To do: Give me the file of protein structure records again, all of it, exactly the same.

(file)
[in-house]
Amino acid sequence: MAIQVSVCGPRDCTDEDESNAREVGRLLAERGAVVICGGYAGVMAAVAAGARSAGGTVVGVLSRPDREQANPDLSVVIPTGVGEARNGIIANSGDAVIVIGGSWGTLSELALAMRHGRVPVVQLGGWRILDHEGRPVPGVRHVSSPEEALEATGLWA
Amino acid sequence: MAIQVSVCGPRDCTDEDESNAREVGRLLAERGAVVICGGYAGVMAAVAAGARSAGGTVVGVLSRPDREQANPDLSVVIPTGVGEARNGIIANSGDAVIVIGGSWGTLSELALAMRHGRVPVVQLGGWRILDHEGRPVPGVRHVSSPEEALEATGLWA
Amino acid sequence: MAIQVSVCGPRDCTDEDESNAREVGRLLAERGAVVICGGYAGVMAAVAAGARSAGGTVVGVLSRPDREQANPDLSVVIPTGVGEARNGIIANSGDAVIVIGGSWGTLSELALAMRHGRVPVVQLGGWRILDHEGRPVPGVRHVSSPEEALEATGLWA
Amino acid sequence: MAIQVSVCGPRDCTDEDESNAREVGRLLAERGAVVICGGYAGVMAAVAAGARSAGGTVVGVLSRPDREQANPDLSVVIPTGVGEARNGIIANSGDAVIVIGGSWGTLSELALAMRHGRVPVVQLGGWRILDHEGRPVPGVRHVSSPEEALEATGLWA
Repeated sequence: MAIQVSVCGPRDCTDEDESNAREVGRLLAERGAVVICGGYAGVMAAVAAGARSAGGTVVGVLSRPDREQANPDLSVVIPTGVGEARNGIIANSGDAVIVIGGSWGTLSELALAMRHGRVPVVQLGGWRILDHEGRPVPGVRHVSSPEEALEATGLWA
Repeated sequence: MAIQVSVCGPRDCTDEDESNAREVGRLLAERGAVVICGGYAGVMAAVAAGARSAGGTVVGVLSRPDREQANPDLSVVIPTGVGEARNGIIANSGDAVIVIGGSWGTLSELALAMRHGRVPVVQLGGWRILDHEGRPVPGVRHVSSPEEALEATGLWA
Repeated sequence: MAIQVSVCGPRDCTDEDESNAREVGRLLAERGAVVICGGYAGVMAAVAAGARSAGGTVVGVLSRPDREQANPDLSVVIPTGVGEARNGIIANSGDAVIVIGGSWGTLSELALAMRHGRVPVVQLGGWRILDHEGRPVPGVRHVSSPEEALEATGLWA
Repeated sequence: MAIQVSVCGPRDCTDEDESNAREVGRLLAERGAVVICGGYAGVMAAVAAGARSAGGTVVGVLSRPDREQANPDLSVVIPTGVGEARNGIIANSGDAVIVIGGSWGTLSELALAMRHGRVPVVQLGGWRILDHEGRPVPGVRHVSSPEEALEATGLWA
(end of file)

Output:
[in-house]
Amino acid sequence: MAIQVSVCGPRDCTDEDESNAREVGRLLAERGAVVICGGYAGVMAAVAAGARSAGGTVVGVLSRPDREQANPDLSVVIPTGVGEARNGIIANSGDAVIVIGGSWGTLSELALAMRHGRVPVVQLGGWRILDHEGRPVPGVRHVSSPEEALEATGLWA
Amino acid sequence: MAIQVSVCGPRDCTDEDESNAREVGRLLAERGAVVICGGYAGVMAAVAAGARSAGGTVVGVLSRPDREQANPDLSVVIPTGVGEARNGIIANSGDAVIVIGGSWGTLSELALAMRHGRVPVVQLGGWRILDHEGRPVPGVRHVSSPEEALEATGLWA
Amino acid sequence: MAIQVSVCGPRDCTDEDESNAREVGRLLAERGAVVICGGYAGVMAAVAAGARSAGGTVVGVLSRPDREQANPDLSVVIPTGVGEARNGIIANSGDAVIVIGGSWGTLSELALAMRHGRVPVVQLGGWRILDHEGRPVPGVRHVSSPEEALEATGLWA
Amino acid sequence: MAIQVSVCGPRDCTDEDESNAREVGRLLAERGAVVICGGYAGVMAAVAAGARSAGGTVVGVLSRPDREQANPDLSVVIPTGVGEARNGIIANSGDAVIVIGGSWGTLSELALAMRHGRVPVVQLGGWRILDHEGRPVPGVRHVSSPEEALEATGLWA
Repeated sequence: MAIQVSVCGPRDCTDEDESNAREVGRLLAERGAVVICGGYAGVMAAVAAGARSAGGTVVGVLSRPDREQANPDLSVVIPTGVGEARNGIIANSGDAVIVIGGSWGTLSELALAMRHGRVPVVQLGGWRILDHEGRPVPGVRHVSSPEEALEATGLWA
Repeated sequence: MAIQVSVCGPRDCTDEDESNAREVGRLLAERGAVVICGGYAGVMAAVAAGARSAGGTVVGVLSRPDREQANPDLSVVIPTGVGEARNGIIANSGDAVIVIGGSWGTLSELALAMRHGRVPVVQLGGWRILDHEGRPVPGVRHVSSPEEALEATGLWA
Repeated sequence: MAIQVSVCGPRDCTDEDESNAREVGRLLAERGAVVICGGYAGVMAAVAAGARSAGGTVVGVLSRPDREQANPDLSVVIPTGVGEARNGIIANSGDAVIVIGGSWGTLSELALAMRHGRVPVVQLGGWRILDHEGRPVPGVRHVSSPEEALEATGLWA
Repeated sequence: MAIQVSVCGPRDCTDEDESNAREVGRLLAERGAVVICGGYAGVMAAVAAGARSAGGTVVGVLSRPDREQANPDLSVVIPTGVGEARNGIIANSGDAVIVIGGSWGTLSELALAMRHGRVPVVQLGGWRILDHEGRPVPGVRHVSSPEEALEATGLWA